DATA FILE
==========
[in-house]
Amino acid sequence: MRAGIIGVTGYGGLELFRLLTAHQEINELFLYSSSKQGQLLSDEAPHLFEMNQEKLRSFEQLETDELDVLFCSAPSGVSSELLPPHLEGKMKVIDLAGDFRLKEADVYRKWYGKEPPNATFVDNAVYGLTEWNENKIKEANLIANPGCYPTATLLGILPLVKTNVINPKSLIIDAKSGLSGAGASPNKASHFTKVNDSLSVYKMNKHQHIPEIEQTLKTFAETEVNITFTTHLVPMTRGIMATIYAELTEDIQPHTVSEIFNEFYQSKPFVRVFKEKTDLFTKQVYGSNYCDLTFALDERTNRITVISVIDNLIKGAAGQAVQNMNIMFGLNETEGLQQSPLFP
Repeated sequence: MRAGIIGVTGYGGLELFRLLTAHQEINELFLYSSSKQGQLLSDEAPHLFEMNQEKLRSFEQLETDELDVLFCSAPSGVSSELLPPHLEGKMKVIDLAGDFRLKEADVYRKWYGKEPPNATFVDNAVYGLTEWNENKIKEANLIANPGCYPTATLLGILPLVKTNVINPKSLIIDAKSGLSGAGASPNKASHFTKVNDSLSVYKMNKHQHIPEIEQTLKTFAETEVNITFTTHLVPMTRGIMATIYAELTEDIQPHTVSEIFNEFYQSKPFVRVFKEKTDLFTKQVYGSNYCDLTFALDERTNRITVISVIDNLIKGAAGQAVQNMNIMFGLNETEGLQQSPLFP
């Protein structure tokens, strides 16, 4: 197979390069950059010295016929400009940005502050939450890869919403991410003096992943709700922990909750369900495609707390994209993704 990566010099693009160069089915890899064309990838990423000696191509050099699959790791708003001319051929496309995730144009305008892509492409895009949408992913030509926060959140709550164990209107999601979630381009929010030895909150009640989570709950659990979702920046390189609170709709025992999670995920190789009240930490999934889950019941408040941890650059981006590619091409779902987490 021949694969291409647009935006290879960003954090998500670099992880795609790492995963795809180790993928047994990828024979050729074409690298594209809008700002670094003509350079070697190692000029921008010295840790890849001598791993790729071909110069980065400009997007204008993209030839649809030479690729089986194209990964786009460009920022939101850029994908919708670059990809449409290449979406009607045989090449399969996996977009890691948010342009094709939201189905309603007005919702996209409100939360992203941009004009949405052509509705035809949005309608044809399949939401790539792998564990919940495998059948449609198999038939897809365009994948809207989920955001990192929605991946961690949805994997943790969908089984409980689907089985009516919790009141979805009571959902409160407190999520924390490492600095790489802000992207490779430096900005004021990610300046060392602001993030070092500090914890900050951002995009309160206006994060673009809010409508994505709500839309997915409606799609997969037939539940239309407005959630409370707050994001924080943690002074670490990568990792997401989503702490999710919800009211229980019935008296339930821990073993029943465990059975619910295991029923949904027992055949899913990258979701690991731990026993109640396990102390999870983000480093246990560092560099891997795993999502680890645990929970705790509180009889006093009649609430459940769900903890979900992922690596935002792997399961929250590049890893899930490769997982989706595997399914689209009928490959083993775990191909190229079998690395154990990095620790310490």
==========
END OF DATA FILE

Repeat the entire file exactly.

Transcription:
[in-house]
Amino acid sequence: MRAGIIGVTGYGGLELFRLLTAHQEINELFLYSSSKQGQLLSDEAPHLFEMNQEKLRSFEQLETDELDVLFCSAPSGVSSELLPPHLEGKMKVIDLAGDFRLKEADVYRKWYGKEPPNATFVDNAVYGLTEWNENKIKEANLIANPGCYPTATLLGILPLVKTNVINPKSLIIDAKSGLSGAGASPNKASHFTKVNDSLSVYKMNKHQHIPEIEQTLKTFAETEVNITFTTHLVPMTRGIMATIYAELTEDIQPHTVSEIFNEFYQSKPFVRVFKEKTDLFTKQVYGSNYCDLTFALDERTNRITVISVIDNLIKGAAGQAVQNMNIMFGLNETEGLQQSPLFP
Repeated sequence: MRAGIIGVTGYGGLELFRLLTAHQEINELFLYSSSKQGQLLSDEAPHLFEMNQEKLRSFEQLETDELDVLFCSAPSGVSSELLPPHLEGKMKVIDLAGDFRLKEADVYRKWYGKEPPNATFVDNAVYGLTEWNENKIKEANLIANPGCYPTATLLGILPLVKTNVINPKSLIIDAKSGLSGAGASPNKASHFTKVNDSLSVYKMNKHQHIPEIEQTLKTFAETEVNITFTTHLVPMTRGIMATIYAELTEDIQPHTVSEIFNEFYQSKPFVRVFKEKTDLFTKQVYGSNYCDLTFALDERTNRITVISVIDNLIKGAAGQAVQNMNIMFGLNETEGLQQSPLFP
């Protein structure tokens, strides 16, 4: 197979390069950059010295016929400009940005502050939450890869919403991410003096992943709700922990909750369900495609707390994209993704 990566010099693009160069089915890899064309990838990423000696191509050099699959790791708003001319051929496309995730144009305008892509492409895009949408992913030509926060959140709550164990209107999601979630381009929010030895909150009640989570709950659990979702920046390189609170709709025992999670995920190789009240930490999934889950019941408040941890650059981006590619091409779902987490 021949694969291409647009935006290879960003954090998500670099992880795609790492995963795809180790993928047994990828024979050729074409690298594209809008700002670094003509350079070697190692000029921008010295840790890849001598791993790729071909110069980065400009997007204008993209030839649809030479690729089986194209990964786009460009920022939101850029994908919708670059990809449409290449979406009607045989090449399969996996977009890691948010342009094709939201189905309603007005919702996209409100939360992203941009004009949405052509509705035809949005309608044809399949939401790539792998564990919940495998059948449609198999038939897809365009994948809207989920955001990192929605991946961690949805994997943790969908089984409980689907089985009516919790009141979805009571959902409160407190999520924390490492600095790489802000992207490779430096900005004021990610300046060392602001993030070092500090914890900050951002995009309160206006994060673009809010409508994505709500839309997915409606799609997969037939539940239309407005959630409370707050994001924080943690002074670490990568990792997401989503702490999710919800009211229980019935008296339930821990073993029943465990059975619910295991029923949904027992055949899913990258979701690991731990026993109640396990102390999870983000480093246990560092560099891997795993999502680890645990929970705790509180009889006093009649609430459940769900903890979900992922690596935002792997399961929250590049890893899930490769997982989706595997399914689209009928490959083993775990191909190229079998690395154990990095620790310490």